The new gender pay regime under the draft Equality Act 2010 (Gender Pay Gap Information) Regulations 2016 requires private and voluntary sector employers with 250 employees or more to publish an annual report showing the overall gender pay gap in their organisation. This includes the publication of information relating to wage and bonus differences between male and female employees.
It is expected that the new regulations will come into effect on 1 October 2016.
Which employers are caught by the new regime?
A “relevant employer” with at least 250 relevant employees on the relevant date. The relevant date will be 30 April in each year, being the date on which a snapshot is taken of pay data.
Relevant employers include companies, LLPs, partnerships, limited partnerships, unincorporated bodies or any other types of employing entity. Public sector employers are not included.
The reporting requirements for group companies may change. However, at present a large group of companies could fall outside the scope of these requirements if it does not have any single entity that employs 250 or more employees.
What is a “relevant employee”?
An employee who ordinarily works in Great Britain and whose contract of employment is governed by UK legislation. It is unclear at this stage whether workers who work under a contract of employment (including those under zero hour contracts) or self-employed contractors will be excluded from this definition.
What is pay?
“Pay” is defined non-exhaustively and includes basic pay, paid leave, maternity pay, sick pay, area allowances, shift premium pay, bonus pay and other pay (including car allowances paid through the payroll, on call and standby allowances, clothing, first aider or fire warden allowances).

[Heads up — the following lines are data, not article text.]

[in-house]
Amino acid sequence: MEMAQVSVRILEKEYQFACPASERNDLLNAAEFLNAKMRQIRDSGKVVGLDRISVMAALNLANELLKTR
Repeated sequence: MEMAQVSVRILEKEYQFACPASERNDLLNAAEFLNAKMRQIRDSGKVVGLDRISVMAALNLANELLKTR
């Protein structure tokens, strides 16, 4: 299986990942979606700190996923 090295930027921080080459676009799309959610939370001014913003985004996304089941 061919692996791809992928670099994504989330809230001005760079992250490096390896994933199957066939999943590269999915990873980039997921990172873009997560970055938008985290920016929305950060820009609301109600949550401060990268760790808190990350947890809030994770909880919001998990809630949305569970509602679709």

“Pay” does not include pay for a different pay period, overtime pay, expenses, the value of salary sacrifice schemes, benefits in kind, redundancy pay, arrears of pay and tax credits.
Pay is calculated using gross figures, before any deductions for PAYE, National Insurance contributions, pension contributions, student loan repayments and voluntary deductions e.g. a season ticket loan or gym membership.
What is bonus pay?
“Bonus Pay” is defined as payments received and earned in relation to profit sharing, productivity, performance and other bonus or incentive pay, piecework and commission, long-term incentive plans or schemes (including those dependent on company and personal performance) and the cash equivalent value of shares on the date of payment.
How is the gender pay gap calculated?
By using data from a specific pay period every April from 2017. The pay period is defined according to how often the relevant employees are paid. For example, the pay period will be one month for staff who are paid on a monthly basis.
In order to generate average earnings figures unaffected by the number of hours worked, employers will need to calculate an hourly rate of pay for each relevant employee. The “gross hourly rate of pay” is determined using weekly pay divided by weekly basic paid hours for each relevant employee.
How is the gender bonus pay gap calculated?
An employer is required to publish two pieces of data:
a) The difference in mean bonus pay received, during the period of 12 months preceding the relevant date (30 April), by male and female employees, expressed as a percentage of the mean bonus pay received by male employees in the period; and
b) The proportion of male and female employees who received bonus pay during the same 12 month period. This requires two separate percentage figures to be published.
The gender bonus gap itself is calculated by using the formula:
|(E – F)
E is mean bonus pay of all male relevant employees and F is the mean bonus pay of all female relevant employees.